Monday, June 18, 2007

Dell Breaks the Social Media Laws (Cluetrain Laws #53-55)

A blog post at NewsBlog on CNET by Declan McCullough this morning told an all too familiar story that highlights a common transgression in a Marketing 2.0 world. A former Dell Sales Manager posted on his blog at with tips on how to buy from Dell. Dell responded aggressively with a legal threat asking that it be taken down because it included confidential, blah blah blah. Well . . . that went over like Google at the eBay party. Here’s a quote from McCullough’s blogpost:

“That legal threat might have worked a decade ago, but not today. The correspondence was Dugg; it was Slashdotted; it was generally dissected and discussed at length by increasingly irate customers (and potential customers) until Dell was forced to turn tail and apologize.

That happened in a "we goofed" post on Saturday by Lionel Menchaca, Dell's digital media manager. He said: "We blew it... Instead of trying to control information that was made public, we should have simply corrected anything that was inaccurate. We didn't do that, and now we're paying for it." (Dell also offers a community forum.)”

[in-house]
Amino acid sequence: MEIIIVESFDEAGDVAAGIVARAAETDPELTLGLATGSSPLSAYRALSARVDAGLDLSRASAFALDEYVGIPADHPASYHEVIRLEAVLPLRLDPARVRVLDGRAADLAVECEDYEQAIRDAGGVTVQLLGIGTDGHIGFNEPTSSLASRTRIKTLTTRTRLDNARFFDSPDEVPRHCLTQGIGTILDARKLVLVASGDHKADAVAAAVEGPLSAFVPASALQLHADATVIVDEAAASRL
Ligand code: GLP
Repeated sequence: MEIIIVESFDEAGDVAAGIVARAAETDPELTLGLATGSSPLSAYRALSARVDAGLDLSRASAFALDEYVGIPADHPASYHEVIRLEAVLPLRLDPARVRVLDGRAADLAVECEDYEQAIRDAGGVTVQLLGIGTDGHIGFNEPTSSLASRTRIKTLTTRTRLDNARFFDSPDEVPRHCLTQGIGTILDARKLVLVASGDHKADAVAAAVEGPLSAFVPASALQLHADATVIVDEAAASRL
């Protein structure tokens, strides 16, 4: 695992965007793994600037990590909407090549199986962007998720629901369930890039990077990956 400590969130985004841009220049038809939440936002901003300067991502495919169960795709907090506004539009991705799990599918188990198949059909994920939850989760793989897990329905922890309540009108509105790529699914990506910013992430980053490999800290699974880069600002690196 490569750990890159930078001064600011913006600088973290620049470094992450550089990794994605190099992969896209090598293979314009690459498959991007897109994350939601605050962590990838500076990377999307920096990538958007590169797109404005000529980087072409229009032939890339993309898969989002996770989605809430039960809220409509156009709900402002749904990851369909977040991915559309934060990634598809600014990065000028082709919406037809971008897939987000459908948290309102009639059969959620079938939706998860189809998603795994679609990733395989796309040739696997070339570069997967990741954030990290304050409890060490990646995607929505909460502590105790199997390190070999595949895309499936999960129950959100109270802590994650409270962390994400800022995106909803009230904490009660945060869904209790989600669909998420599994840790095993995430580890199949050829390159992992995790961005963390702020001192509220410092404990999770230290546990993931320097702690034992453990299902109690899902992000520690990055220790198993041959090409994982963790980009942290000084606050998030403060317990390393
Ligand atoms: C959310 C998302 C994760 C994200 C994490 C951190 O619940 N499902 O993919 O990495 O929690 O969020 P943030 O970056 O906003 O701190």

I feel like Dell could have avoided all this had they only taken time to really understand the nature of information now that we’ve come up with all these interesting ways of distributing it. Did they really think they were going to put the cap on information once it was in the Social Media Web? You can’t respond faster than a blog post, you can’t shout louder than a forum, and you can’t kill a conversation you didn’t start. Let’s hope others are learning from Dell’s embarrassing example of how NOT to participate in someone else’s conversation.

From Cluetrain:

53. “There are two conversations going on. One inside the company. One with the market. In most cases, neither conversation is going very well.”
54. “Almost invariably, the cause of failure can be traced to obsolete notions of command and control.”
55. “As policy, these notions are poisonous. As tools, they are broken. Command and control are met with hostility by intranetworked knowledge workers and generate distrust in internetworked markets.”

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